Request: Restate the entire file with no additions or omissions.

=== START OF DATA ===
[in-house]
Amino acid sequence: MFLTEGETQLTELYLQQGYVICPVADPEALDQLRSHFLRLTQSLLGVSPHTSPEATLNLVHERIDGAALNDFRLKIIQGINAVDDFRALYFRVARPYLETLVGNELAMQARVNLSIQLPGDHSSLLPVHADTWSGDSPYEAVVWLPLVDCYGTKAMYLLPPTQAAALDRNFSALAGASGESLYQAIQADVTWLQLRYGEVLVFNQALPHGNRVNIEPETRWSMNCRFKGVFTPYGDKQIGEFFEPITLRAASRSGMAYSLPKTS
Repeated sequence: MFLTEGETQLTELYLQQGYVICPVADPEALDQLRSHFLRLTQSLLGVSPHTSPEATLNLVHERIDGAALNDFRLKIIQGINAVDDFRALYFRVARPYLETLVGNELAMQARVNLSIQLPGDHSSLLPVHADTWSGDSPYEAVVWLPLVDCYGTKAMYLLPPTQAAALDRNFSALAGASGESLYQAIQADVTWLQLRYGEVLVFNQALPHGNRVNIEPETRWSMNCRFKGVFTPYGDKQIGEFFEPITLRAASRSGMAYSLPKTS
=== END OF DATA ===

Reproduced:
[in-house]
Amino acid sequence: MFLTEGETQLTELYLQQGYVICPVADPEALDQLRSHFLRLTQSLLGVSPHTSPEATLNLVHERIDGAALNDFRLKIIQGINAVDDFRALYFRVARPYLETLVGNELAMQARVNLSIQLPGDHSSLLPVHADTWSGDSPYEAVVWLPLVDCYGTKAMYLLPPTQAAALDRNFSALAGASGESLYQAIQADVTWLQLRYGEVLVFNQALPHGNRVNIEPETRWSMNCRFKGVFTPYGDKQIGEFFEPITLRAASRSGMAYSLPKTS
Repeated sequence: MFLTEGETQLTELYLQQGYVICPVADPEALDQLRSHFLRLTQSLLGVSPHTSPEATLNLVHERIDGAALNDFRLKIIQGINAVDDFRALYFRVARPYLETLVGNELAMQARVNLSIQLPGDHSSLLPVHADTWSGDSPYEAVVWLPLVDCYGTKAMYLLPPTQAAALDRNFSALAGASGESLYQAIQADVTWLQLRYGEVLVFNQALPHGNRVNIEPETRWSMNCRFKGVFTPYGDKQIGEFFEPITLRAASRSGMAYSLPKTS